When Austyn Moffat got his first royalty check at age 15, he was hooked. Yes, it was only for about $3.17, but that was enough to buy two large drinks at Sonic (during their happy hour) and as he took his sip of icy cold soda, he marveled: “Wow, my music paid for this.”
Moffat, who goes by coldbrew these days, has come a long way from that 15-year-old kid at the Sonic drive-in. An Oklahoma-based musician and label owner, his life is rooted in his sole passion, music, and he spends his days making lofi beats as coldbrew and releasing similar music via his label Kindbrew Records, including songs by softy, Mondo Loops, Oatmello, and Mujo.
It took a while to find his signature chill sound, though. Moffat got his first guitar at age three, started taking lessons at five (from Jesse Tabish, the lead singer of alt band Other Lives), and began writing original music at nine with encouragement from Tabish. His first song hinted at what was to come: it was about his family sitting around the campfire, the kind of atmospheric fare that would become his MO as coldbrew.
In his teens, Moffat had a brief stint making and spinning dubstep — which he found stressful, given the high intensity of the beats he was working with — before finding his sound through sheer experimentation. One day, he was messing around with the cheap mic kit his parents got him as a kid and discovered a series of loops in the software that came with it. “I was like, ‘Wow, I can make a whole song on my computer,’” he recalls. “I was making that music because it was relaxing to me, but I’d also never heard anything like it.” It all clicked when a friend from the technical school where he was studying music showed him lofi icon bootleg boy’s No Sleep Mix, which sounded like the music he was making alone in his room. Suddenly, the giant file of chill beats he had on his laptop seemed less like a hobby and more like a career.
“I had no idea people cared about instrumental music,” Moffat says. “I still thought I had to tour and all that to be successful.” And that was daunting for someone who says music is all he knows how to do. Previously, he was willing to do whatever it took to break into the music industry — whether it be touring with a band or rolling cables for them — but now, he saw a real way in. He could make the music that he loved — and people would listen.
And listen they did. When Moffat released his first EP, welcome to my mind, in 2019, results were staggering. Tens of thousands of people tuned in to the deliciously trippy EP in the first week, which solidified Moffat’s new project as his number-one gig. He called this lofi persona coldbrew, since the tunes were ideal for coffee shops and that beverage was his favorite. “I wanted my name to represent how the music sounds — and I wanted the way it looked to be like the music feels,” he says.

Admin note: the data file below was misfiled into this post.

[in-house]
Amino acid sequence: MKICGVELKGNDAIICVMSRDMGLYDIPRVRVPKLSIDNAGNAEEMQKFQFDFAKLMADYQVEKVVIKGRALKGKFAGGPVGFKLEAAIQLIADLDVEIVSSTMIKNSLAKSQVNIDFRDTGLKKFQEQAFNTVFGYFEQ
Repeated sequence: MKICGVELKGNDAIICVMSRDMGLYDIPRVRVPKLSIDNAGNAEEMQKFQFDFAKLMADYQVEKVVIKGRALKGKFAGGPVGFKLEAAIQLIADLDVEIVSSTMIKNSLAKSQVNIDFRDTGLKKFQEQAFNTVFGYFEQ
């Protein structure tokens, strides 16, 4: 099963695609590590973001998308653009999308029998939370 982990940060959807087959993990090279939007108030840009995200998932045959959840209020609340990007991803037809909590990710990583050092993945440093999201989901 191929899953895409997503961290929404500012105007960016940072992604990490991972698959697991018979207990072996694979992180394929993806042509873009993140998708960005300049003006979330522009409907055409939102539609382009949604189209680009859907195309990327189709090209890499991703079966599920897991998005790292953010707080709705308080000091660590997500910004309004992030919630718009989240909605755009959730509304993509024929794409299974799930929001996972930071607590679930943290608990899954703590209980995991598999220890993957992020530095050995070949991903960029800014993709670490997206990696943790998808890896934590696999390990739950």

2020’s childhood followed, an ambitious, sprawling affair that evoked such visceral universal memories as the Scholastic Book Fair, Legos, and stovetop popcorn (yes, the latter does sample that delicious sound). The album’s name was fitting, too, since Moffat was leaving his childhood behind, moving into an apartment with his girlfriend (now wife) and supporting himself with his music. He now owns his own home. A true workaholic, Moffat’s discography is massive — and popular. He gets more than a million monthly listeners on Spotify and appears on playlists like “lofi beats.” He’s also been featured on “Sirius XM Chill,” “Chill Tracks,” “Bedtime Beats,” “Jazz Vibes,” “lush lofi,” “chill lofi study beats,” “Mellow Lofi Morning,” “lofi + chill,” “Road Trip to Tokyo,” “Varsity Bars,” the bootleg boy’s channel, “College Music,” “Chill Nation,” “nourish.,” “STEEZYASFUCK,” and “Ambition.”
Currently, Moffat is wrapping up yet another hugely ambitious project: seasons, out March 2023. That record is the culmination of a project where he released an EP every season, inspired by that season. Ever dedicated to his craft, Moffat wrote and recorded each EP during said season, then waited a year to release it. “A lot of music to me is magic,” he says. “Whatever energy it is that I’m putting into a song, comes through in a way that’s not explainable. The energy in the room is captured, and it comes through when the music is played.”
Well, given his thirst for creativity and dedication to storytelling, Moffat seems to have plenty more magic up his sleeve.